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first time. Freshets in the river flooded it five times in one season,
without any damage whatever. The river was permitted to flow over
the top and into the pit without damage. At low stages the leakage
was from 200 to 500 gal. i^er min., thus requiring a small expense
for pumping.

Fig. 36 shows the lock walls under construction, the head of water
on the dam then being 26 ft.

In reference to that part of the paper under the heading "Stresses
in Steel Sheet-Pile Walls of Pockets", the nature of the material
used to fill the cellular-type pocket determines the method of calcu-
lating the stresses exerted by this filling on the steel sheet-piling
walls. This pressure is transferred to the walls of the steel sheet-
piling, and the walls are held intact by the strength of the interlock
of this sheet-piling in tension. In 1908 — previous to the construction
of the Black Rock coffer-dam — the various interlocks of steel sheet-
piling were tested physically for this value in tension per linear inch
of interlock, and it was established that the Lackawanna steel sheet-
piling develoi^ed an ultimate strength of 9 700 lb. per lin. in., which
was then thought to be sufficiently high to allow such piling to be
used for any depth then thought practicable for cellular pockets in
a coffer-dam. The maximum stress developed by filling the pockets
of the Black Rock coffer-dam, and to be resisted by the interlocks
of the steel sheet-piling, was computed for the contractors by J. C.
Meem, M. Am. Soc. C. E., and found to be 5 600 lb. per lin. in. of

Several articles were written by engineers on the stress that would '
be developed in the interlocks of the piling caused by the filling in

Fig. 32. — CONSTSUCTING THE Blaine Coffer-Dam, Havana, Cuba.

Fig. 33. — The Bow of the Maine, within the Coffee-Dam.
Water at Elevation — 10 Feet.


the pockets of the Maine coffer-dam, one writer* placing it as high Mr.
as 7 400 lb. per lin. in. of interlock. '^^^ "^^°"

By using the formula adopted to find this tension stress, and
making the same assumptions as Mr. Staniford, that the maximum
pressure exists at a point 58 ft. below the top of the filling, and also
that the weight of the river mud is 80 lb. per cu. ft., with a natural
slope of 3^ to 1, the result is 5 480 lb. per lin. in. of interlock. This
figure, as will be seen, agrees substantially with Mr. Staniford's 5 200
lb. per lin. in.

In determining the formula to use in this calculation, the hori-
zontal thrust from the material within the pocket was assumed to
act perpendicular to the longitudinal piling walls; also, the corre-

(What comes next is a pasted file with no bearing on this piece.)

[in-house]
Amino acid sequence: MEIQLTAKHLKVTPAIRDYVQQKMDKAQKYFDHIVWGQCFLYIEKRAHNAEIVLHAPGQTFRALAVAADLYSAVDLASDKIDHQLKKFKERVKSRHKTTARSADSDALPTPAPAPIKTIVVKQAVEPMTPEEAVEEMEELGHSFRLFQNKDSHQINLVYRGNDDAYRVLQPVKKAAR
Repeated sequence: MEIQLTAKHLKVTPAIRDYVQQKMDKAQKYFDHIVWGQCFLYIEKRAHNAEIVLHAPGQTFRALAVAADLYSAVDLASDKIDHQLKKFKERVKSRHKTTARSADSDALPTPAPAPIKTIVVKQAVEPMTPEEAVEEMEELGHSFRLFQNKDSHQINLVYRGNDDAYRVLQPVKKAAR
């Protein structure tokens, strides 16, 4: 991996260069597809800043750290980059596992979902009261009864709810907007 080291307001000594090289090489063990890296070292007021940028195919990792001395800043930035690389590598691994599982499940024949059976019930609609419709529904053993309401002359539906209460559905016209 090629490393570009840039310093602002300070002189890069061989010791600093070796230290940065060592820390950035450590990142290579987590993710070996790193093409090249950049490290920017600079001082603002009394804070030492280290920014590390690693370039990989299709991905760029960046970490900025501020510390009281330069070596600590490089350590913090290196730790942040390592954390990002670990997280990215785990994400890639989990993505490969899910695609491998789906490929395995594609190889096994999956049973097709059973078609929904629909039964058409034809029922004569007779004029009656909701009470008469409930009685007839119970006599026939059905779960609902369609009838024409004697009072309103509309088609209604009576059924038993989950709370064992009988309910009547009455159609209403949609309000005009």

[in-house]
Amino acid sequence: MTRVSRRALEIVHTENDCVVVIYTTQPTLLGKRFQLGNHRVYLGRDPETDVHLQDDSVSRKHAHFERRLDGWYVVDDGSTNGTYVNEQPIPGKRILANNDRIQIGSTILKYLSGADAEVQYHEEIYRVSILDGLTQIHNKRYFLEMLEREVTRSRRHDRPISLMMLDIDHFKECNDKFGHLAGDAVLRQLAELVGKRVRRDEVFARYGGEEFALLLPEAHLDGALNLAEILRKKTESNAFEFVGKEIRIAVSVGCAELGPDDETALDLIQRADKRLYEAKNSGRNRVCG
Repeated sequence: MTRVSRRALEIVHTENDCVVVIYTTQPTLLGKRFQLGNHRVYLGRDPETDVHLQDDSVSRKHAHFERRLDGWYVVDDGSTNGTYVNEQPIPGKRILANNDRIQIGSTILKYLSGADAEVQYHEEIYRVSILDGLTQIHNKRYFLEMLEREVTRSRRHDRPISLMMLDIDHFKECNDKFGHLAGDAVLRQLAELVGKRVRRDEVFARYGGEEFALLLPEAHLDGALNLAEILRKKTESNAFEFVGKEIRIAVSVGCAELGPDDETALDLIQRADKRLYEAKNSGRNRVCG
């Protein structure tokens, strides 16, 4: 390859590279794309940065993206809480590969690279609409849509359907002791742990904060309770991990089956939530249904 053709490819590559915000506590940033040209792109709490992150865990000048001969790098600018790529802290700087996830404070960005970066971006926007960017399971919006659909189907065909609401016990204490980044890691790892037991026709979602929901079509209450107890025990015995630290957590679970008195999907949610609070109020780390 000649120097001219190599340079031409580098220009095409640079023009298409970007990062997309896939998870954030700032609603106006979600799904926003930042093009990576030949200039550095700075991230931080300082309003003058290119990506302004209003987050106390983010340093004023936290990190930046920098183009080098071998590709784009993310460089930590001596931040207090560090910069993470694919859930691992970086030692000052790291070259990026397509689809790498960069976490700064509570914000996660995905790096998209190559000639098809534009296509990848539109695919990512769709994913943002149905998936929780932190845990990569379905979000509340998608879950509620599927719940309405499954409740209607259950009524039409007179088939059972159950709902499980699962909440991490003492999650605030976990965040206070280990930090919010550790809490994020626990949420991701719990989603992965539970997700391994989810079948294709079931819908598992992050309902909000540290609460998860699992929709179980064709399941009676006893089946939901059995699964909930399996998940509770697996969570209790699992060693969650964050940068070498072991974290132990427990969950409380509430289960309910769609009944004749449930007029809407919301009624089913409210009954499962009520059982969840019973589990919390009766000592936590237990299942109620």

sponding unit pressure at any given depth was assumed to be dis-
tributed uniformly along the longitudinal walls between the transverse
walls of pockets. Therefore, under these conditions, the longitudinal
piling wall approaches the curve of a parabola with the maximum
tension at the point of support, or at the Y-pile, and its value is


^ V Z* — 16 ^2 p

when t = the tension, in pounds per linear inch, in the longitudinal
and transverse walls, for the reason that the Y-pile is fabricated with
angles of 120°, the components are equal, therefore the result is equal
to one of them.

p = the pressure, in pounds per square foot, against the longi-
tudinal walls at the depth considered;
h = the ordinate at the center line of the pocket, in feet ;
I = the distance between transverse walls, in feet.

The suggestion has been made that possibly a single wall of steel
sheet-piling would have answered for the cut-off wall in a coffer-dam
of this type. A thoughtful analysis of this idea will lead to its abandon-
ment almost immediately; first, for the reason that this type of con-
struction, as Mr. Staniford's design shows, requires a rock fill on
the inside for stability. Therefore, though it is not impracticable,
it is not good engineering to attempt to drive a single wall of steel
sheet-piling through this rock fill for such a depth. Again, assuming
this cut-off wall to have been constructed before any fill had been
placed: this would mean that an assembled single wall, from 60 to 70
ft. in height, would have to stand it vertically, and be secured only
by resting on bed-rock and being supported for about one-third of

* Engineering News, December 29th, 1910.





li"x vjj'a.W.-^^

Fig. 35. — Coffer-Dam at Browns Lauding for Lock No. 2, Cape Fear River.

Fig. 36. — Coffer-Dam at Browns Landing. Lock Walls Under Construction.


its height in harbor silt. Any one who has assembled a wall of this Mr.
kind, without first establishing secure supports for it, knows the diffi- ^°^''

Online LibraryAmerican Society of Civil EngineersTransactions of the American Society of Civil Engineers (Volume 81) → online text (page 46 of 167)